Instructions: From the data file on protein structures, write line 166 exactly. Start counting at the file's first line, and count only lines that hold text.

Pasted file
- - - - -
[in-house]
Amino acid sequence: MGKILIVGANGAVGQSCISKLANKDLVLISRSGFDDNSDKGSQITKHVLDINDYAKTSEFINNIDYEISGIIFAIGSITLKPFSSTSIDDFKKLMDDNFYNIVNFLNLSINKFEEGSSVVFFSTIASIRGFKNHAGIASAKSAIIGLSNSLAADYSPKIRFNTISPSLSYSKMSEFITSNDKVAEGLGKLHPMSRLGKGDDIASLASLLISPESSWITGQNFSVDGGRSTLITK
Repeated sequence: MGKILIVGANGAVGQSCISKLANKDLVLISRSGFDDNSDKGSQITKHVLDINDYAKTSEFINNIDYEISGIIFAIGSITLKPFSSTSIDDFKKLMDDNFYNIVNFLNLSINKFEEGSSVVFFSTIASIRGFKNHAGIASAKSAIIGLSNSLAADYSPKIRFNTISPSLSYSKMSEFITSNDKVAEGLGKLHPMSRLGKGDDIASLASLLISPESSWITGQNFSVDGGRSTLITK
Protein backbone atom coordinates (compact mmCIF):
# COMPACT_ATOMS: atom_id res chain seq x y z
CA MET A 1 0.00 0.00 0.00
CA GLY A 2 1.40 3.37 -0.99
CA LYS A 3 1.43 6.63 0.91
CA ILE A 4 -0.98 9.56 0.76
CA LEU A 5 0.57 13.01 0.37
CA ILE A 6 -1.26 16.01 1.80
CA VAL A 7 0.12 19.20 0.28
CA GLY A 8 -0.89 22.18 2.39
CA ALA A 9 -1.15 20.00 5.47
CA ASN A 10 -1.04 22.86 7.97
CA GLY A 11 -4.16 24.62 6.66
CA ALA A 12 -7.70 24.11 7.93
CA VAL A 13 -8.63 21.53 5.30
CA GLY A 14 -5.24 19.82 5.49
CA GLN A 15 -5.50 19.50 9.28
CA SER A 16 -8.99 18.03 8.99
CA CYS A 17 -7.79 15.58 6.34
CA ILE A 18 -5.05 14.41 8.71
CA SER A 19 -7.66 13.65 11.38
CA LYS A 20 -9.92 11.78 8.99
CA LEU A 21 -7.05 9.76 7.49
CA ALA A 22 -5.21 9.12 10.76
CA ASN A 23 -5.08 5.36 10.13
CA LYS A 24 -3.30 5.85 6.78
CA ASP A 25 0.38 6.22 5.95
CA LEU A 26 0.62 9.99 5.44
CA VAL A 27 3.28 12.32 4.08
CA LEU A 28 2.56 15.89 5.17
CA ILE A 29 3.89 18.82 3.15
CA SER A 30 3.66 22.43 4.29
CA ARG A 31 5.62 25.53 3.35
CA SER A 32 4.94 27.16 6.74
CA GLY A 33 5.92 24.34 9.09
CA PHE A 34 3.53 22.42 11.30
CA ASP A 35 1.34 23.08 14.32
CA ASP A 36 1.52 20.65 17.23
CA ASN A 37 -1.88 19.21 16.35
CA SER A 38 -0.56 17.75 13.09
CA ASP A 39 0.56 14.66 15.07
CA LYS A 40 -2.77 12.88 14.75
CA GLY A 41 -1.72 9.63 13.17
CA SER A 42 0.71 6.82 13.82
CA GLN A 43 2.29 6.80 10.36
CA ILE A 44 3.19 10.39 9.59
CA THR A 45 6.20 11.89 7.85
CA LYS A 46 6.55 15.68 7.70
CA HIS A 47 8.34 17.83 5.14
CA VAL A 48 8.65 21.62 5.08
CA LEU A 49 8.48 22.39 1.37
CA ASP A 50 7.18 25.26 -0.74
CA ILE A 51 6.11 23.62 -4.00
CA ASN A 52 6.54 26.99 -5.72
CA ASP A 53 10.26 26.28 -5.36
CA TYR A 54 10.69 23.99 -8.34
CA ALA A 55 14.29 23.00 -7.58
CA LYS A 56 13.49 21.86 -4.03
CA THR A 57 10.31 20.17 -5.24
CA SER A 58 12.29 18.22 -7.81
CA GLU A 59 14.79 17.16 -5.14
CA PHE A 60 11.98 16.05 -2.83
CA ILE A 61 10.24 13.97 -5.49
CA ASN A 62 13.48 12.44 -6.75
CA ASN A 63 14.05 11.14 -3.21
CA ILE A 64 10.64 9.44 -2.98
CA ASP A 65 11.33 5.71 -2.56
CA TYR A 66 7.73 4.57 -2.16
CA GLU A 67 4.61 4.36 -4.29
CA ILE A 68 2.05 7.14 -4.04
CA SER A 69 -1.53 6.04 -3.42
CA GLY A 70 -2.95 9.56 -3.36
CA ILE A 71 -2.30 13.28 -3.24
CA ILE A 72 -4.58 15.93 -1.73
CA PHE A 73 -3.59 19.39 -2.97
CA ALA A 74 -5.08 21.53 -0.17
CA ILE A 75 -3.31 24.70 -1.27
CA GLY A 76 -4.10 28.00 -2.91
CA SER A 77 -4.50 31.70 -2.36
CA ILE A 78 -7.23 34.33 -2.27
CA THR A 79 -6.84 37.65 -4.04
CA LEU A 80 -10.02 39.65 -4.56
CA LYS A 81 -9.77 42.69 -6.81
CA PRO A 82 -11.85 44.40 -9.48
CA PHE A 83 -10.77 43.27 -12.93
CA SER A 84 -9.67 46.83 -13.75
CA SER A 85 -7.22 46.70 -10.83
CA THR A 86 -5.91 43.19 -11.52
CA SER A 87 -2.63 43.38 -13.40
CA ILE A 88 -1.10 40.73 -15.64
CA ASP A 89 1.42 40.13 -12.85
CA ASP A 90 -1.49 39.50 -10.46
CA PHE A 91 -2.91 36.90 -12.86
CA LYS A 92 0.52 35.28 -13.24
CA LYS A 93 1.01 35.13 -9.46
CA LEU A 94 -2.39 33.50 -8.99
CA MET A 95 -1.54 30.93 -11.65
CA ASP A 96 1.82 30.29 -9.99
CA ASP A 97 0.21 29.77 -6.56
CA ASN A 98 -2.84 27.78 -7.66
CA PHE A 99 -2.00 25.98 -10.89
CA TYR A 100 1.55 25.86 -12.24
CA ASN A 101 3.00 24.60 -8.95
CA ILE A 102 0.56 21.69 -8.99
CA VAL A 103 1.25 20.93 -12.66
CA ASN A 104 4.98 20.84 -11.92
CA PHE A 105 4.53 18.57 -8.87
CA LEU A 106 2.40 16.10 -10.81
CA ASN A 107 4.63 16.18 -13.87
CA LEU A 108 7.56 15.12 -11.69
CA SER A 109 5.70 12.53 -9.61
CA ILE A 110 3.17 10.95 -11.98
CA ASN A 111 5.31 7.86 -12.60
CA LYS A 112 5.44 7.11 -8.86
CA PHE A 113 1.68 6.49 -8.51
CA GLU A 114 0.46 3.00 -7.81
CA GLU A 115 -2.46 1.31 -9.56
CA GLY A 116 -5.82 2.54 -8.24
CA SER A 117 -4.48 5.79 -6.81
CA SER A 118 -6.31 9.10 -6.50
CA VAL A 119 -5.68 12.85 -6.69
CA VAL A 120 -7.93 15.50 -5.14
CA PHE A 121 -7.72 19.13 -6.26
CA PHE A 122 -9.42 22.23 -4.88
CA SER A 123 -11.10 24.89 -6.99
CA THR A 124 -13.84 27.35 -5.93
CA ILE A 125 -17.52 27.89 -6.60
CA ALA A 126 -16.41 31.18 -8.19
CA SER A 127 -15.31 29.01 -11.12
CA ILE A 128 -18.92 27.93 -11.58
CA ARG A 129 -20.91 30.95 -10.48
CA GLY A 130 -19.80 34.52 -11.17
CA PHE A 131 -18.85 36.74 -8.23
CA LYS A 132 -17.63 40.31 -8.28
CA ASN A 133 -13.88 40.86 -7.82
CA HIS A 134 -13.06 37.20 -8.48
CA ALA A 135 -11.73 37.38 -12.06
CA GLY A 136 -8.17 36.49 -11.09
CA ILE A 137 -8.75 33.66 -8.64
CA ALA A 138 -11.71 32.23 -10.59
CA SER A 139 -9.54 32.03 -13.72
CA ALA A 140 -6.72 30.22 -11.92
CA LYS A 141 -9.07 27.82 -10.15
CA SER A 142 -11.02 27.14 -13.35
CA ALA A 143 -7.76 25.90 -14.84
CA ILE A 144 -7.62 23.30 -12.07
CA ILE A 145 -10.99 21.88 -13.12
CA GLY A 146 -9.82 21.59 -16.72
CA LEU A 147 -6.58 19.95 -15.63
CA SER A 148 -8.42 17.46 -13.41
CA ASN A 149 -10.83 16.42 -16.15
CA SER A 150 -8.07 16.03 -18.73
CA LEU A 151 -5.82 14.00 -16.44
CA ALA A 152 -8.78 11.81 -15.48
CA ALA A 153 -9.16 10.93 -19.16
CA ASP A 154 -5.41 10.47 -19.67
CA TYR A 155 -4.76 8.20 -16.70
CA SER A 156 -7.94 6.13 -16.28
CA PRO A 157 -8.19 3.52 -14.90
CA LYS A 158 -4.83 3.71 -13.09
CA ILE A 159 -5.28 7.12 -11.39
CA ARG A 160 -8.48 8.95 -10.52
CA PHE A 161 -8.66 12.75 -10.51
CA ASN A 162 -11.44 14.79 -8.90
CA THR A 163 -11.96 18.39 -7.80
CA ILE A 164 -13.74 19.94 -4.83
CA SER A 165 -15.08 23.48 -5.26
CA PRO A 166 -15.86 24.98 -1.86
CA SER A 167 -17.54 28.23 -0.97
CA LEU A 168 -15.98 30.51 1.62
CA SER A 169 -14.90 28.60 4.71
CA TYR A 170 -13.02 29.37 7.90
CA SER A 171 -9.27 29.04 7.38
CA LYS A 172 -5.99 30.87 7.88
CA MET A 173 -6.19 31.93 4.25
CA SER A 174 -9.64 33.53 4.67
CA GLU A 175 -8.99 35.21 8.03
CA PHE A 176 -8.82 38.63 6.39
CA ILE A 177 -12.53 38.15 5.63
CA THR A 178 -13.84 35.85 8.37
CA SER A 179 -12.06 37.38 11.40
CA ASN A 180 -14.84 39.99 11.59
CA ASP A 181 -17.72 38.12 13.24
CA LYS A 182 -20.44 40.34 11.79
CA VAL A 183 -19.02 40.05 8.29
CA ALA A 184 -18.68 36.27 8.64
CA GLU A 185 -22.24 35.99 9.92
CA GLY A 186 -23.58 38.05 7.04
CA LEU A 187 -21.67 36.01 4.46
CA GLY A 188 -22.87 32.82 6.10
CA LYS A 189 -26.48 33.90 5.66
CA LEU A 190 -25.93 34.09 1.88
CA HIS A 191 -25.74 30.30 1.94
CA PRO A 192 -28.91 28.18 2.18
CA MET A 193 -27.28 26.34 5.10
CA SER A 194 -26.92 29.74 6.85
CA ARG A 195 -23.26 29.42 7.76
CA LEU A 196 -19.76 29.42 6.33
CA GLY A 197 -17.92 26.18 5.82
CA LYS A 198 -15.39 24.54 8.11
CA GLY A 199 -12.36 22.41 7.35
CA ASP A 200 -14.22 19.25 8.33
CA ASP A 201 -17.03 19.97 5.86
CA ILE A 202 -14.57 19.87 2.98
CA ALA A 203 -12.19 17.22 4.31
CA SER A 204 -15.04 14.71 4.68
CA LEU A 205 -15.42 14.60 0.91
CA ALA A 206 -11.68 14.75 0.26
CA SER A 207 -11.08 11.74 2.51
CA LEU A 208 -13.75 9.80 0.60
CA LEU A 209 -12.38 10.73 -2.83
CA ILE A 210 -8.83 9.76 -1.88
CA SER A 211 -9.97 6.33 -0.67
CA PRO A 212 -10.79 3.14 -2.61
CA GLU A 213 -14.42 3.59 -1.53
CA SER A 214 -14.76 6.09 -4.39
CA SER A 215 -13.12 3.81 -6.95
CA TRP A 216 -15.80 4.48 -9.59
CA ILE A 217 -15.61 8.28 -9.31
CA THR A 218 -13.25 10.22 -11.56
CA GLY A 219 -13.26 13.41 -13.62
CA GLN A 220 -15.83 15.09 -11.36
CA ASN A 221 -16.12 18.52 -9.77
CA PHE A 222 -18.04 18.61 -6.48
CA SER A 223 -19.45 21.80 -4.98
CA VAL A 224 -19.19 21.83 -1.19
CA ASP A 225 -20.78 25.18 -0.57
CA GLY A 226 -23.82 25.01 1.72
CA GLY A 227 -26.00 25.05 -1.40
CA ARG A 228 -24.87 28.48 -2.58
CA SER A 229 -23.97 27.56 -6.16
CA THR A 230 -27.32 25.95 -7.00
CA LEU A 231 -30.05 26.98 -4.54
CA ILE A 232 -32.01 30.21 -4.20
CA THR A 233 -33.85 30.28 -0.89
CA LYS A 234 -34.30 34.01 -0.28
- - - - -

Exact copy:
CA PHE A 161 -8.66 12.75 -10.51